Anonymous said...

My middle son was diagnosed in February with aspergers, @ 9 yrs old it took nearly 5 yrs from t 1st referral to diagnosis, my eldest son was diagnosed in August, at 14 took about two years from referral to diagnosis but he copes much better than his little brother. Up hill all the way, nothing has been easy, and I'm still fighting now.

Anonymous said...

Just found out a few months ago that my 11 year old has aspergers. It has been a struggle with him and his brothers getting along at home.

Anonymous said...

we're in the process of getting my 9yo diagnosed,saw a n apparent specialist on monday and was basicly told there was nothing wrong,just bad parenting skills.we have 3 kids and only one with problems but this doctor wanted us to read a book on how to be a parent,obviously we were not happy

Anonymous said...

find a different doctor! We got a lot more ground covered after I contacted some local schools/centers and found out which were the best developmental pediatricians and neurologists in the area. Keep advocating for your child - that is the best you can do!

Anonymous said...

Steve - find a different doctor! We got a lot more ground covered after I contacted some local schools/centers and found out which were the best developmental pediatricians and neurologists in the area. Keep advocating for your child - that is the best you can do!

Anonymous said...

You don't need the diagnosis to tie into resources who can help you. If you have good teachers, start researching Asperger's on your own and provide information to them about what works best for your child. It is trial and error. We hooked in the school in December of 2nd grade and didn't get final diagnosis until May of the following spring. Keep looking for resources that can help you. We used the Courage Center her in MN. Not sure if you have that where you are. A great book about Asperger's that helps all people who encounter our son is 'Can I Tell You About Asperger Syndrome?: A Guide for Friends and Family' by Jude Welton. We give a copy of this to everyone who works with our son.

My child has been rejected by his peers, ridiculed and bullied !!!

Social rejection has devastating effects in many areas of functioning. Because the Aspergers child tends to internalize how others treat him, rejection damages self-esteem and often causes anxiety and depression. As the child feels worse about himself and becomes more anxious and depressed – he performs worse, socially and intellectually. Thus, the best treatment for Aspergers children and teens is, without a doubt, “social skills training.”

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How to Prevent Meltdowns in Aspergers Children

Meltdowns are not a pretty sight. They are somewhat like overblown temper tantrums, but unlike tantrums, meltdowns can last anywhere from ten minutes to over an hour. When it starts, the Asperger's child is totally out-of-control. When it ends, both you and the Asperger’s child are totally exhausted. But... don’t breathe a sigh of relief yet. At the least provocation, for the remainder of that day -- and sometimes into the next - the meltdown can return in full force.

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Parenting Defiant Aspergers Teens

Although Aspergers is at the milder end of the autism spectrum, the challenges parents face when disciplining a teenager with Aspergers are more difficult than they would be with an average teen. Complicated by defiant behavior, the Aspergers teen is at risk for even greater difficulties on multiple levels – unless the parents’ disciplinary techniques are tailored to their child's special needs.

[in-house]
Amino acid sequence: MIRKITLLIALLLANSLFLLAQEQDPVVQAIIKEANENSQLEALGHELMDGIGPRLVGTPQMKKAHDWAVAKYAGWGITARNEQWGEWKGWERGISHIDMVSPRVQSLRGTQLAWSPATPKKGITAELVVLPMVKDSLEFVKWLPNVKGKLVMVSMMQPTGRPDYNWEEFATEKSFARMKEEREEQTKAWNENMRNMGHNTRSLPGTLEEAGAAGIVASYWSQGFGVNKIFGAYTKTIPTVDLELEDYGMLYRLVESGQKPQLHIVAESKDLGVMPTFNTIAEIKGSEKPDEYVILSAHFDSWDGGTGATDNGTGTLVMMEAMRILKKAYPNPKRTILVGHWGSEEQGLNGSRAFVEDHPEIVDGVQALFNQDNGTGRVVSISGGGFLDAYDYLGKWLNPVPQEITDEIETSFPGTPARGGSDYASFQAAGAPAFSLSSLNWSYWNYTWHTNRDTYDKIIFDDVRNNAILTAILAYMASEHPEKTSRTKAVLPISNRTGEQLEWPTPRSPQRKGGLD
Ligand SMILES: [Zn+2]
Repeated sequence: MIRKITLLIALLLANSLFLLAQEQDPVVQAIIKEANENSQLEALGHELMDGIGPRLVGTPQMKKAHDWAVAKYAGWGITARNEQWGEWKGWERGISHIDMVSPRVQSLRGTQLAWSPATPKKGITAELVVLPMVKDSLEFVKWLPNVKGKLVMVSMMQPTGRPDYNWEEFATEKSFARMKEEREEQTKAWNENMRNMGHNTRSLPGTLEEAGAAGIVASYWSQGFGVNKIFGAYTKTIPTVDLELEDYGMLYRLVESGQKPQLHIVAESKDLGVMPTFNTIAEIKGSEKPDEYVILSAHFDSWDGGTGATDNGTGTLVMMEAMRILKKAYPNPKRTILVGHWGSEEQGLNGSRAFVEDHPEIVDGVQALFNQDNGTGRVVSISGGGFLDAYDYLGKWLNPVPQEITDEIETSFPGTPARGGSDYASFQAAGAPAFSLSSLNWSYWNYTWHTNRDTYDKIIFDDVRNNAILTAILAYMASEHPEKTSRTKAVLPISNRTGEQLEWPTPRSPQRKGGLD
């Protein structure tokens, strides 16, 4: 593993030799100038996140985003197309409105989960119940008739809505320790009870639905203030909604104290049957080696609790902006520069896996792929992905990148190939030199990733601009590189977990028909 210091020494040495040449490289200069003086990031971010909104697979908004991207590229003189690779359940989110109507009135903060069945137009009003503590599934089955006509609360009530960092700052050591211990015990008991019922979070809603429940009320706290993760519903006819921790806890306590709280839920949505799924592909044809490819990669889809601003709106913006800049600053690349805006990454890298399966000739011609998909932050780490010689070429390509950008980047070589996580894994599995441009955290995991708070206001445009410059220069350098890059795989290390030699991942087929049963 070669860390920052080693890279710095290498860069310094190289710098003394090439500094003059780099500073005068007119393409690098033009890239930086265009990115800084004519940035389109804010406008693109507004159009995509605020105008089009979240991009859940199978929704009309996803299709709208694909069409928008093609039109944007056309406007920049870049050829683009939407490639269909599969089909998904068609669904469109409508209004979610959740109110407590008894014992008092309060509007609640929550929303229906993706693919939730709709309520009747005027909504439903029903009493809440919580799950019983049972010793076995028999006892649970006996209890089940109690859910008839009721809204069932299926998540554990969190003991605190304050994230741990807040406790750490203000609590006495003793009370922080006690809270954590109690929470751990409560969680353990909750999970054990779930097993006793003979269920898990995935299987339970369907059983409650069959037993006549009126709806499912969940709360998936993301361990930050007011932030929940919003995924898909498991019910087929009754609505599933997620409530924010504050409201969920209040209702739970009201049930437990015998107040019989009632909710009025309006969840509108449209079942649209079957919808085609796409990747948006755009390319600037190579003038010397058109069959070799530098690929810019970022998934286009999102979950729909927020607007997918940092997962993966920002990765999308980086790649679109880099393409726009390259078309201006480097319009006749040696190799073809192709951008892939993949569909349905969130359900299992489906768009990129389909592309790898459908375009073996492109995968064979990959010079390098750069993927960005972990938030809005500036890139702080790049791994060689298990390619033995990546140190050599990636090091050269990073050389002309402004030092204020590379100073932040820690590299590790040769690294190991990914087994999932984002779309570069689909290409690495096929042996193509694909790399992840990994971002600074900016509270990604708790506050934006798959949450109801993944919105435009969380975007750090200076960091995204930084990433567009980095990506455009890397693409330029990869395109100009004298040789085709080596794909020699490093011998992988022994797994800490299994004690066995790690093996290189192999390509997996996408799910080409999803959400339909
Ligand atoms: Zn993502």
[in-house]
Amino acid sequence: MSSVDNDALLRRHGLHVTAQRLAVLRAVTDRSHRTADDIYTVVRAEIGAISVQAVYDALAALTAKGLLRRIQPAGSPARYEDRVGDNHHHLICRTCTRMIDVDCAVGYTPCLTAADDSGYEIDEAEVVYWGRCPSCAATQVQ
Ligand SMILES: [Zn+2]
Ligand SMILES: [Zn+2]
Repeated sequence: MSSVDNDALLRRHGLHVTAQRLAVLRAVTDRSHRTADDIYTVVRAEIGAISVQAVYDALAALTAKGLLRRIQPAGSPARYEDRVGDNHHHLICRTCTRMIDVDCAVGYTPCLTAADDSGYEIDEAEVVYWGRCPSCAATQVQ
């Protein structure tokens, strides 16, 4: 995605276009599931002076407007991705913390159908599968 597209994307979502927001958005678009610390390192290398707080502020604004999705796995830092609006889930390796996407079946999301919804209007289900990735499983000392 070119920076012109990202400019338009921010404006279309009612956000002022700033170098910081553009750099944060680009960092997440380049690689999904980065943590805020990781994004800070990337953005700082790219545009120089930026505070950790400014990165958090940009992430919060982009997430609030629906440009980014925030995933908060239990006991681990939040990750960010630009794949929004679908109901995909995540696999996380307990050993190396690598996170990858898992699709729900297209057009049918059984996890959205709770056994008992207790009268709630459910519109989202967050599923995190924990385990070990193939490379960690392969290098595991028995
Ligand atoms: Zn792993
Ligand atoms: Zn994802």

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Aspergers Children “Block-Out” Their Emotions

Parenting children with Aspergers and HFA can be a daunting task. In layman’s terms, Aspergers is a developmental disability that affects the way children develop and understand the world around them, and is directly linked to their senses and sensory processing. This means they often use certain behaviors to block out their emotions or response to pain.

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Older Teens and Young Adult Children With Aspergers Still Living At Home

Your older teenager or young “adult child” isn’t sure what to do, and he is asking you for money every few days. How do you cut the purse strings and teach him to be independent? Parents of teens with Aspergers face many problems that other parents do not. Time is running out for teaching their adolescent how to become an independent adult. As one mother put it, "There's so little time, yet so much left to do."

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Living with an Aspergers Spouse/Partner

Research reveals that the divorce rate for people with Aspergers is around 80%. Why so high!? The answer may be found in how the symptoms of Aspergers affect intimate relationships. People with Aspergers often find it difficult to understand others and express themselves. They may seem to lose interest in people over time, appear aloof, and are often mistaken as self-centered, vain individuals.

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Online Parent Coaching for Parents of Asperger's Children

If you’re the parent of a child with Aspergers or High-Functioning Autism, you know it can be a struggle from time to time. Your child may be experiencing: obsessive routines; problems coping in social situations; intense tantrums and meltdowns; over-sensitivity to sounds, tastes, smells and sights; preoccupation with one subject of interest; and being overwhelmed by even the smallest of changes. The hardest part is you feel like you’ll never actually get to know your child and how he/she views the world.